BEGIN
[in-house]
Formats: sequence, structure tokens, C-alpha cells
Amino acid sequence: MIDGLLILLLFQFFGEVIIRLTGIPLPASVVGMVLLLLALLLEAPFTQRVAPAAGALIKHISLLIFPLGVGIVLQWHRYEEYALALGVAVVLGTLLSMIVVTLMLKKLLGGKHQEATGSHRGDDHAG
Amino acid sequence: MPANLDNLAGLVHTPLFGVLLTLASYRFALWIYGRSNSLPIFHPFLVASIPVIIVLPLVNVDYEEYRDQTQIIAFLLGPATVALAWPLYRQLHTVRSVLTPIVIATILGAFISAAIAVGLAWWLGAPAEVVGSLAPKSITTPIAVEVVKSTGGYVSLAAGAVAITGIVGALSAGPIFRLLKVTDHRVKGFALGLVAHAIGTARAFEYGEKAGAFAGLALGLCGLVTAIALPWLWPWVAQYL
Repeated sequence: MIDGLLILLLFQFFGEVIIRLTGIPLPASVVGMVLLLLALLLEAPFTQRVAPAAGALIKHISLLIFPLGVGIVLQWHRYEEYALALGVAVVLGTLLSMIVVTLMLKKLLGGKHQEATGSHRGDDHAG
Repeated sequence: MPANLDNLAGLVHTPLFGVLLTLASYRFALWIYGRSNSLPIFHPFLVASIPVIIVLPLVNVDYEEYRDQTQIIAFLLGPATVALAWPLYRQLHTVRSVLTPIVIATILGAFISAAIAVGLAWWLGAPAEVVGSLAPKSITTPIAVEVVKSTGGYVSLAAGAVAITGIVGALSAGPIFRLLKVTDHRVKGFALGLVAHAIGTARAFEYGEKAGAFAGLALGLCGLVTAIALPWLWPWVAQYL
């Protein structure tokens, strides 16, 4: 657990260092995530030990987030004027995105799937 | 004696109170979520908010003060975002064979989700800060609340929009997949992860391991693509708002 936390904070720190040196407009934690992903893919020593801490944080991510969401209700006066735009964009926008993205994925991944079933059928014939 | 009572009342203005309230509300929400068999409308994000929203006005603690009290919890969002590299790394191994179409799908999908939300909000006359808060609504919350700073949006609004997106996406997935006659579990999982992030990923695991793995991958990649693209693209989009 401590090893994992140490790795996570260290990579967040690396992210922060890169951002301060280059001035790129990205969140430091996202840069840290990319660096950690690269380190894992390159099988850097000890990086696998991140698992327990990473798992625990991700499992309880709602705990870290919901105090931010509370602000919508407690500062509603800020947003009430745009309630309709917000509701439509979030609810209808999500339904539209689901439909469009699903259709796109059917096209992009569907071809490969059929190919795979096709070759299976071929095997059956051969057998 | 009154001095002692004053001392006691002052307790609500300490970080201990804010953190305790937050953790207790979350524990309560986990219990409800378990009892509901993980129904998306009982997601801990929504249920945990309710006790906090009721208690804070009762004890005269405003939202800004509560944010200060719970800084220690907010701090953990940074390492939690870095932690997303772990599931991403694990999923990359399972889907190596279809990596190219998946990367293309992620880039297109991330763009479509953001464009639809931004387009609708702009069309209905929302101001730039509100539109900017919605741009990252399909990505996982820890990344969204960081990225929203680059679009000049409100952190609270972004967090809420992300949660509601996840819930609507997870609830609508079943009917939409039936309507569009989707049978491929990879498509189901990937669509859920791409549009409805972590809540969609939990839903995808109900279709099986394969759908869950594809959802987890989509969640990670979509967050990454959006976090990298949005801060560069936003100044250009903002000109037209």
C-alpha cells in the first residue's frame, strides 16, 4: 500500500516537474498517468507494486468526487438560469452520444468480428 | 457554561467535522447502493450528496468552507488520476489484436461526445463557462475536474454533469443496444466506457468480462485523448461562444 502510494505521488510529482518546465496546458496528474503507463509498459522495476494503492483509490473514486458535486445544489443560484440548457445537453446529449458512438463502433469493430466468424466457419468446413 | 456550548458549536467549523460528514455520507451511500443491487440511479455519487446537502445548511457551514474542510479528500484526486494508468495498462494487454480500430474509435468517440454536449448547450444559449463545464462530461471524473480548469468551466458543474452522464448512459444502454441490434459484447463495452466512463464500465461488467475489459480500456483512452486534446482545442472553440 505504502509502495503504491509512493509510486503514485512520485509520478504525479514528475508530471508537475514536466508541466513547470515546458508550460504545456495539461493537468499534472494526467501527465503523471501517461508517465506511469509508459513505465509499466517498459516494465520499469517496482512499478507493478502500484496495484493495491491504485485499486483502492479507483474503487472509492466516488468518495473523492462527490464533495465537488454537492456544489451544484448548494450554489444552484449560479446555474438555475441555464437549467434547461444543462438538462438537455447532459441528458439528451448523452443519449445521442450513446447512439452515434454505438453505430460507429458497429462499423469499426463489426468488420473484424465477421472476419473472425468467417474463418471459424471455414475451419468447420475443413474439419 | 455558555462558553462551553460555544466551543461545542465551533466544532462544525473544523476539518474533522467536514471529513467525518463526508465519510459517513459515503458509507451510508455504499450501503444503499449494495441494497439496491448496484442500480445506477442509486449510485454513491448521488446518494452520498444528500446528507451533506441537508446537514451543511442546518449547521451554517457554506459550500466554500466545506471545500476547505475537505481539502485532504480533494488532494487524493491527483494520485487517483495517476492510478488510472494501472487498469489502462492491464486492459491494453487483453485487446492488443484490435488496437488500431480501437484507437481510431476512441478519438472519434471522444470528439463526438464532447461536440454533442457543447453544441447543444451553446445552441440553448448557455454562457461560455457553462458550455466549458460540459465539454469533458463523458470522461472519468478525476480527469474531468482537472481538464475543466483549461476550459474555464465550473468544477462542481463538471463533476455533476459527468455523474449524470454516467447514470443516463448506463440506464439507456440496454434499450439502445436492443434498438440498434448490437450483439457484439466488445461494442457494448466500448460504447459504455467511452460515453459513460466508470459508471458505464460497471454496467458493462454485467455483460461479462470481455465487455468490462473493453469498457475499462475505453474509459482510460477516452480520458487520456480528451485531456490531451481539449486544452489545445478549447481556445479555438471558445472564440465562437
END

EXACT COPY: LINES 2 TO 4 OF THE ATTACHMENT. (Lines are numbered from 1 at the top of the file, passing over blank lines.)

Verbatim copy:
Formats: sequence, structure tokens, C-alpha cells
Amino acid sequence: MIDGLLILLLFQFFGEVIIRLTGIPLPASVVGMVLLLLALLLEAPFTQRVAPAAGALIKHISLLIFPLGVGIVLQWHRYEEYALALGVAVVLGTLLSMIVVTLMLKKLLGGKHQEATGSHRGDDHAG
Amino acid sequence: MPANLDNLAGLVHTPLFGVLLTLASYRFALWIYGRSNSLPIFHPFLVASIPVIIVLPLVNVDYEEYRDQTQIIAFLLGPATVALAWPLYRQLHTVRSVLTPIVIATILGAFISAAIAVGLAWWLGAPAEVVGSLAPKSITTPIAVEVVKSTGGYVSLAAGAVAITGIVGALSAGPIFRLLKVTDHRVKGFALGLVAHAIGTARAFEYGEKAGAFAGLALGLCGLVTAIALPWLWPWVAQYL